Visualizing

In this section, we will show how to use SAMSON's visualization tools and rendering options.

# Hiding and showing nodes

In SAMSON you can hide from displaying in the viewport any group of atoms, chains, residues, molecules, and whole layers. When you hide a parent node its children nodes will be hidden as well, e.g. if you hide a residue then atoms in this residue will be hidden.

You can hide nodes from displaying in the viewport by selecting these nodes either in the viewport itself or in the document view. Also, you can hide/show nodes using Python Scripting.

Let's open a molecule, e.g. 1YRF provided in the Samples folder or using the PDB Downloader.

1YRF

You can hide a node just by unchecking the box of this node in the document view. In the image below we hide the LEU 1 residue. You can show this node by checking the box.

Hiding a node

To hide or show a set of nodes, select them in the document view or in the viewport, then right-click and in the context menu go to the Visibility section where you can change the visibility of the selection and of all nodes. In the image below we hide a a set of residues.

Hiding the selection

# Capturing viewport

To save a picture you can capture the SAMSON's viewport by pressing F10. You can modify the capture preferences in the Preference panel (Interface menu > Preferences...), in the Interface / Captures section (see Captures preferences for more information).

You can also copy the viewport capture to the clipboard by pressing Shift+ 10.

The captures preferences

# Representation of atoms and bonds

In SAMSON, molecules (structural models) have a default visual representation, where atoms are represented as balls and bonds as sticks.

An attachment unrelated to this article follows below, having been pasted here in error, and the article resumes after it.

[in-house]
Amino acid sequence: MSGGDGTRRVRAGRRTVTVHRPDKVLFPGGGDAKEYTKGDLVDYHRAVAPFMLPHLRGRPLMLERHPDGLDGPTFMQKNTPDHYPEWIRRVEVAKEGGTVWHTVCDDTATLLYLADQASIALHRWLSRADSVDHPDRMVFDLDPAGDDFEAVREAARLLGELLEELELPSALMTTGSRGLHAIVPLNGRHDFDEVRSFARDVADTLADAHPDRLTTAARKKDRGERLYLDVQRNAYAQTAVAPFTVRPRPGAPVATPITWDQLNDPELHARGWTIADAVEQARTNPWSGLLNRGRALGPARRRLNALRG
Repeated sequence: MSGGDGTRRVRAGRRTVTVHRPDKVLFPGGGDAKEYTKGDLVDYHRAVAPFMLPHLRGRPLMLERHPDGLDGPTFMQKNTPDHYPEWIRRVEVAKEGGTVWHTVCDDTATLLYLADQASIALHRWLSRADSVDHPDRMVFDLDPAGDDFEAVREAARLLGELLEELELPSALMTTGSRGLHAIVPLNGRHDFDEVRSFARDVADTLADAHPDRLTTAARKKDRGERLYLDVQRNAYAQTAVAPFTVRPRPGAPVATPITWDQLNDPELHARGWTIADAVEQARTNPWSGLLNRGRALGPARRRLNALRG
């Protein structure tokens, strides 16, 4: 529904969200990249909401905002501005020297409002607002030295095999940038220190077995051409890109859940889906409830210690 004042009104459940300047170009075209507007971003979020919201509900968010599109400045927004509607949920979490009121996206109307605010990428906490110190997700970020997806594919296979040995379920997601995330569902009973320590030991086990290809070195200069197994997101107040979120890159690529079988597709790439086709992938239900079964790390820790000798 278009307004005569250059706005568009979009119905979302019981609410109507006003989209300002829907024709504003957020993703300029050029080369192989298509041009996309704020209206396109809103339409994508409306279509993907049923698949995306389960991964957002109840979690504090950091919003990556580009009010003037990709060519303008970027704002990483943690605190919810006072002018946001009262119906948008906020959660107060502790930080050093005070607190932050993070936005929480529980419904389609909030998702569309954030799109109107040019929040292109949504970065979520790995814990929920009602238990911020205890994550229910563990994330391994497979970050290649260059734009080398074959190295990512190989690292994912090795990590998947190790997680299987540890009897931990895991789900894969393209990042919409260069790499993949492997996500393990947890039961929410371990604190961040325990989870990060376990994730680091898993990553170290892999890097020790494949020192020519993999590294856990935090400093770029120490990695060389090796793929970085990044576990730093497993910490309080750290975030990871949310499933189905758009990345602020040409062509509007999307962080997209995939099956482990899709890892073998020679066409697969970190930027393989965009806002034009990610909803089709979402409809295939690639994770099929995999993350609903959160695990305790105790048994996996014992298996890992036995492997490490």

Let's open a molecule, e.g. 1YRF provided in the Samples folder.

1YRF with the default representation of structural models

In the Preferences panel, go to the Rendering / Structural models section:

The structural model settings

Change the default atom radius and bond radius. If the Automatically test check box is checked, this immediately affects the default rendering of the structural model. For example, let's set the atom radius to 1A:

1YRF with the atom radius set to 1A

# Background color

The background color of the viewport may be changed in the Rendering / Background section of the Preferences panel:

The background color preferences

Four options are available:

• SAMSON: the default SAMSON background
• Black: an entirely black background
• White: an entirely white background
• Custom: a gradient from a user-defined top color to a user-defined bottom color

Let's try to set a custom gradient background by choosing Custom and modifying the Custom top color and the Custom bottom color.

1YRF with a custom background

You can switch betwenn different backgrounds easily in the Visualization menu and in the bottom of the Viewport.

# Lightning

In SAMSON, lighting can be modified in the Rendering / Lightning section of the Preferences panel:

The lighting parameters

This section makes it possible to control the parameters of the two point lights that illuminate the document, as well as global parameters. Each light has the following parameters:

• Light color: click the square to change the color of the light
• Light intensity (between 0 and 1): the intensity of the light
• Specular intensity (between 0 and 1): the intensity of the light reflection on surfaces. High values make surfaces look like plastic, while low values make surfaces look matte.
• Specular power (between 0 and 1000): the decay of specular reflection. High values produce sharper specular reflections.
• Longitude and latitude control the position of the light.

The first light is typically the main light, which is thus typically brighter than the second light (a “back light”).

Finally, three more parameters are global:

• Fresnel intensity (between 0 and 1): the amount of background light reflected at grazing angles
• Fresnel power (between 0 and 100): how fast the Fresnel effect decays
• Ambient light: the amount of light that reaches objects, even when the intensity of both lights is set to 0.

Try changing all parameters and see the impact on rendering (switch on the Automatically test check box in the bottom).

Let's modify the lights and global parameters to produce the following “flat” rendering. For that we set the light intensity for both first and second light to zero, the ambient light to 0.8, and the Fresnel power to zero.

1YRF with the flat rendering

# Color schemes